What do you do when your buttons get pushed? Do you come out swinging or walk away? Do you assume responsibility and jump into action, or do you pretend you aren’t angry at all?
When it comes to dealing with stress, everyone has an elemental style of dealing with it, and everyone has an ego. Our reactions are often as predictable as the sun coming up every day and going down each night. Whatever the cause — be it compounded frustrations, work and life pressures, stress at home, or just sharing the road with other drivers — we react.
My work as a therapist and astrologer is to assist people in accepting their unique ways and encouraging them to acknowledge both the funny and embarrassing parts of their psyches. Truth be told, no matter how many psychology, yoga, mediation or self-help books we read, we can’t rid ourselves of our reactions. They’re human nature 101.
Often, when we hear news of crisis or terrible incident in our world, a shockwave penetrates our hearts and psyches. Emotional pain is indiscriminating and it can nestle in the most resilient of hearts and get stuck. The night after the last terrorist incident, I went to sleep imagining how many lives were shattered. What is it like now for the injured and the bereaved as they lay down to sleep?
What kind of person lies in bed and thinks about others’ pain? That would be a water personality, like me. They tend to dwell on sadness, which allows fear to linger.
I asked myself, “Why do you do that?” The truth is, it’s my way of honoring the pain. It’s a common reaction in healers — we feel too much. Fortunately, I’ve learned to turn on my observer and truly notice my habitual behavior. I was aware of and could plainly see my reaction. Therefore, I could choose a different and healthier response, so the low-grade sadness that too often becomes a backdrop in my life faded away.
In some cases, people hit with a family crisis or painful and emotional trauma pour themselves into an information-gathering mode by doing research, reading background materials and gathering facts. These personality types watch the news and seek out every possible detail. They go online and read the history of the incident and the people involved. This would be an air personality because knowing the whole story and talking about what they learned makes them feel better.
Air personalities talk themselves out of pain. They say spiritual one-liners like, “It’s all good,” “It is what it is” or “Life’s perfect.” It’s how they try to rationalize their pain. They’re not about feelings. They replace the feelings with talking, reading and logic. It’s just their way.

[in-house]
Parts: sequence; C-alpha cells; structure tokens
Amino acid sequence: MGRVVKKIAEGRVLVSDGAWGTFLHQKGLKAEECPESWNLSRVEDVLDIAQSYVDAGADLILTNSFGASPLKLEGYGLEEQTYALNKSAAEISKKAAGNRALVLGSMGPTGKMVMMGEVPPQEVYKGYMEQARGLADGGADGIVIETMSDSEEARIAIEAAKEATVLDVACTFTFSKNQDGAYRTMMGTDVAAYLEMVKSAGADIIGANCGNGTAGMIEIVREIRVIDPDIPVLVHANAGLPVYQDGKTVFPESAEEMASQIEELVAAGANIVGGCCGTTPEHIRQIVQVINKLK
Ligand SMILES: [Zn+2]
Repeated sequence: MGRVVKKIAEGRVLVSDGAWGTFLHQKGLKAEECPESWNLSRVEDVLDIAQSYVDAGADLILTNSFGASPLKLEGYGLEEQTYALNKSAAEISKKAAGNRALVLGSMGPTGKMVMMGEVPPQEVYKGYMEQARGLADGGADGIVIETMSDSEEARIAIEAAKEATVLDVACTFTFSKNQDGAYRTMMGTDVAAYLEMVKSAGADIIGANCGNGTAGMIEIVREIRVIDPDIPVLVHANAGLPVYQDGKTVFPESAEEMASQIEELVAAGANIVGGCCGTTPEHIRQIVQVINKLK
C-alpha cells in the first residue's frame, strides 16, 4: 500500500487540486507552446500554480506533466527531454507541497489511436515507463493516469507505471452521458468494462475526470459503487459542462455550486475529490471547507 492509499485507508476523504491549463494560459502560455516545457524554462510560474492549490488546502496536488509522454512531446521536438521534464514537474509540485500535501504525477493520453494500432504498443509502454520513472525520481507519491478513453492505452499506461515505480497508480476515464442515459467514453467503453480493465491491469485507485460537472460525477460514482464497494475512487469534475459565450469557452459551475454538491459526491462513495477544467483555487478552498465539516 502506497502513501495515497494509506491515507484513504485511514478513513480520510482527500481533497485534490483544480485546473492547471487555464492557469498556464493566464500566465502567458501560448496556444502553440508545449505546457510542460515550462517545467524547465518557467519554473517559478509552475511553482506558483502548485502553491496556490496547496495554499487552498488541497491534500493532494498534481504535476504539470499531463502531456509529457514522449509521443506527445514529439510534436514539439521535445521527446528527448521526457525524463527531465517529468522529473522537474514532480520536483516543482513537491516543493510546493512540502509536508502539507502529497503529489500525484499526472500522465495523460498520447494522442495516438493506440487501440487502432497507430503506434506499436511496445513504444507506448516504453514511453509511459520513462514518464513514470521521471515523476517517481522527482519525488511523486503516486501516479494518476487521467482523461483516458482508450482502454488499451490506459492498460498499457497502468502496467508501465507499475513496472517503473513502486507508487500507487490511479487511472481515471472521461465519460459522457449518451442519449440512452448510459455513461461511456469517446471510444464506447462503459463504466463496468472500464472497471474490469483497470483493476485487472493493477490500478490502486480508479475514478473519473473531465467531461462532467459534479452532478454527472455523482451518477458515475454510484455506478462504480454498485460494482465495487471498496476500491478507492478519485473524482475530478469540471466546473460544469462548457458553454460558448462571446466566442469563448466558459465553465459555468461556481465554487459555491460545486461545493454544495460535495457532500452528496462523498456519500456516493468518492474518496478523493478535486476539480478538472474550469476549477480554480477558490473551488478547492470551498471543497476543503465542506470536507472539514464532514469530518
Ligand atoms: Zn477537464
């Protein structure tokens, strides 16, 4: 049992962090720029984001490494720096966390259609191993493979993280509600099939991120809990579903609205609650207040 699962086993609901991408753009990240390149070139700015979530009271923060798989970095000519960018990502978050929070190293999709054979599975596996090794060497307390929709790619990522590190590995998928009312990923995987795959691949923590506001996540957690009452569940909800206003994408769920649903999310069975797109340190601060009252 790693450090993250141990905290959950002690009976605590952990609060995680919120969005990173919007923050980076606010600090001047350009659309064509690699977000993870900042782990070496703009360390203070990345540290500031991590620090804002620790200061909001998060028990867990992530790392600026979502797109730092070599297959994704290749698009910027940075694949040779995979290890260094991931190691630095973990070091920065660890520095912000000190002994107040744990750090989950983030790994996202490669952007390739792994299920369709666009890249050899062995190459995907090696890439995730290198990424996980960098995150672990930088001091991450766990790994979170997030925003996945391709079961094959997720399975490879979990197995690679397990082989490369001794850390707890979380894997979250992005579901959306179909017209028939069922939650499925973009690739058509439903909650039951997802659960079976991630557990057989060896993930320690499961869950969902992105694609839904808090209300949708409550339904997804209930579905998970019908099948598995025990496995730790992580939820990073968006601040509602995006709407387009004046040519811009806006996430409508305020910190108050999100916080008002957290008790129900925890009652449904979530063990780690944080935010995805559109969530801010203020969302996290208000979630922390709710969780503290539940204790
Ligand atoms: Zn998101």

Why does the water personality type dwell on pain, while the air personality distances themselves from pain and focuses on words and information? That’s a good earth question.
Earthy personality types are people who want to understand. For them, there is no value in dwelling or talking about something when it can’t be fixed. They’re more likely to respond by saying, “Enough with the talking and feeling — do something!”
Earth people need practical, concrete results and solutions to make them feel better. They’ll analyze the event and decide whether or not they can make a difference. If they can’t, they’ll stop thinking about it and go back to work. They do not dwell on emotional content. Earth personalities are often leaders or business owners and they understand what responsibility demands of them. They assume there will be a government leader or someone like them to step in during a crisis, so they’re usually the first to go back to business as usual when a crisis occurs.
Lastly, are those fire personalities who can be found screaming at the television, swearing at the Muslims, and getting red in the face. We all know those people who are quick to judge, and have radical opinions about everything. Thankfully, they create a release for all of us without even knowing it. Fire types will speak to the unspeakable and say things like, “People are stupid,” “That religion is dumb,” or “That political party is full of crooks,” or whatever. At worst, they’re the bigots or the blunt ones who “say it like it is.” What’s more, when they’re done spouting their opinions, they wonder why everyone else has a fire extinguisher in hand.